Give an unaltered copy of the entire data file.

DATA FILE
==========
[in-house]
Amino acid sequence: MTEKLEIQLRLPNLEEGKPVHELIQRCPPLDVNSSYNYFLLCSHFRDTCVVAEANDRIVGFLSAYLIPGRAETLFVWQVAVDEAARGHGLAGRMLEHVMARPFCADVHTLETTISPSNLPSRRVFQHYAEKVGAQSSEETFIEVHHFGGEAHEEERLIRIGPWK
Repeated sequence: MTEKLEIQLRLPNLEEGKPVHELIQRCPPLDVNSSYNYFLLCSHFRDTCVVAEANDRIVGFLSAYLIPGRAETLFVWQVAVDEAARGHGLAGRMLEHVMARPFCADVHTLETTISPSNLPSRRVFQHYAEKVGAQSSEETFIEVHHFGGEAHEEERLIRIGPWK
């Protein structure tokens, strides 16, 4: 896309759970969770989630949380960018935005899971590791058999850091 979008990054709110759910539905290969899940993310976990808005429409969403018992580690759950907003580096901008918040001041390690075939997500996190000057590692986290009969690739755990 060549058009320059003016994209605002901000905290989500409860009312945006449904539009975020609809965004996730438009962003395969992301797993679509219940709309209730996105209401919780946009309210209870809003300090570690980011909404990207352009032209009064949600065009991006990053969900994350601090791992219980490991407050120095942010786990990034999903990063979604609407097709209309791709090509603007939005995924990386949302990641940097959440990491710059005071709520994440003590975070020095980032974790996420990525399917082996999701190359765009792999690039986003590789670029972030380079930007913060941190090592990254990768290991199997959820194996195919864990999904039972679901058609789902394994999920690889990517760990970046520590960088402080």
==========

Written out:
[in-house]
Amino acid sequence: MTEKLEIQLRLPNLEEGKPVHELIQRCPPLDVNSSYNYFLLCSHFRDTCVVAEANDRIVGFLSAYLIPGRAETLFVWQVAVDEAARGHGLAGRMLEHVMARPFCADVHTLETTISPSNLPSRRVFQHYAEKVGAQSSEETFIEVHHFGGEAHEEERLIRIGPWK
Repeated sequence: MTEKLEIQLRLPNLEEGKPVHELIQRCPPLDVNSSYNYFLLCSHFRDTCVVAEANDRIVGFLSAYLIPGRAETLFVWQVAVDEAARGHGLAGRMLEHVMARPFCADVHTLETTISPSNLPSRRVFQHYAEKVGAQSSEETFIEVHHFGGEAHEEERLIRIGPWK
């Protein structure tokens, strides 16, 4: 896309759970969770989630949380960018935005899971590791058999850091 979008990054709110759910539905290969899940993310976990808005429409969403018992580690759950907003580096901008918040001041390690075939997500996190000057590692986290009969690739755990 060549058009320059003016994209605002901000905290989500409860009312945006449904539009975020609809965004996730438009962003395969992301797993679509219940709309209730996105209401919780946009309210209870809003300090570690980011909404990207352009032209009064949600065009991006990053969900994350601090791992219980490991407050120095942010786990990034999903990063979604609407097709209309791709090509603007939005995924990386949302990641940097959440990491710059005071709520994440003590975070020095980032974790996420990525399917082996999701190359765009792999690039986003590789670029972030380079930007913060941190090592990254990768290991199997959820194996195919864990999904039972679901058609789902394994999920690889990517760990970046520590960088402080």